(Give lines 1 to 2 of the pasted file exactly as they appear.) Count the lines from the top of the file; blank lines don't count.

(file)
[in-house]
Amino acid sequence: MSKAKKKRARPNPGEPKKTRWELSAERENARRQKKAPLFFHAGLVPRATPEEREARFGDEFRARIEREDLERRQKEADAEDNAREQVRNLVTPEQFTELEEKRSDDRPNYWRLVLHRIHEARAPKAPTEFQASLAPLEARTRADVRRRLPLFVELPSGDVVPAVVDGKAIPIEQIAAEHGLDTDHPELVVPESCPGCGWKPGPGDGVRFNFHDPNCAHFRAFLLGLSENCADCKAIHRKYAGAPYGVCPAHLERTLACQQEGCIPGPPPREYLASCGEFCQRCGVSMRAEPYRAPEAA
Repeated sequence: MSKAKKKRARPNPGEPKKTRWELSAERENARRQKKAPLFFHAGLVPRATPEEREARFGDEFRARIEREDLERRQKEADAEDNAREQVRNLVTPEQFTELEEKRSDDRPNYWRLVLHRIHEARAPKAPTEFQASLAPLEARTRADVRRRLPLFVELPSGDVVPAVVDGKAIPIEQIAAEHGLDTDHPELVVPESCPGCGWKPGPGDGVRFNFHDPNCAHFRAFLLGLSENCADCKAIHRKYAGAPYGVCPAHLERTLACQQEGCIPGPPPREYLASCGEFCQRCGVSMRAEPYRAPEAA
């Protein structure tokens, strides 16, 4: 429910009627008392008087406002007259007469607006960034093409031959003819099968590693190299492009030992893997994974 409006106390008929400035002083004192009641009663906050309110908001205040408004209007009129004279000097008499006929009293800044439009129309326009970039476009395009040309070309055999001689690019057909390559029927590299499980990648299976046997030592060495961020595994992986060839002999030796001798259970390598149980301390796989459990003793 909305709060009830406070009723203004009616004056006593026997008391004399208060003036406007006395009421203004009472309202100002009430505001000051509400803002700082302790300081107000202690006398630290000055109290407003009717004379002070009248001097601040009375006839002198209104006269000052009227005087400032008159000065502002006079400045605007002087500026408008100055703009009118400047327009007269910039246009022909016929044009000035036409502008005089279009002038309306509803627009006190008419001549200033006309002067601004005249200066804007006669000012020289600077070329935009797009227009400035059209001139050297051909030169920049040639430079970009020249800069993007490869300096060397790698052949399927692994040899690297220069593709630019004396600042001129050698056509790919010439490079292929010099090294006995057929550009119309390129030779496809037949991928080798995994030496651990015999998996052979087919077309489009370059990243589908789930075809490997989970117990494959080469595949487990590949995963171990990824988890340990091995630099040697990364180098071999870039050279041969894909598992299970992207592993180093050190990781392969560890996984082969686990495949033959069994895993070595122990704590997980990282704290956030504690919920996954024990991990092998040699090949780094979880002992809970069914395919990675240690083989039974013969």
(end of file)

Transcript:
[in-house]
Amino acid sequence: MSKAKKKRARPNPGEPKKTRWELSAERENARRQKKAPLFFHAGLVPRATPEEREARFGDEFRARIEREDLERRQKEADAEDNAREQVRNLVTPEQFTELEEKRSDDRPNYWRLVLHRIHEARAPKAPTEFQASLAPLEARTRADVRRRLPLFVELPSGDVVPAVVDGKAIPIEQIAAEHGLDTDHPELVVPESCPGCGWKPGPGDGVRFNFHDPNCAHFRAFLLGLSENCADCKAIHRKYAGAPYGVCPAHLERTLACQQEGCIPGPPPREYLASCGEFCQRCGVSMRAEPYRAPEAA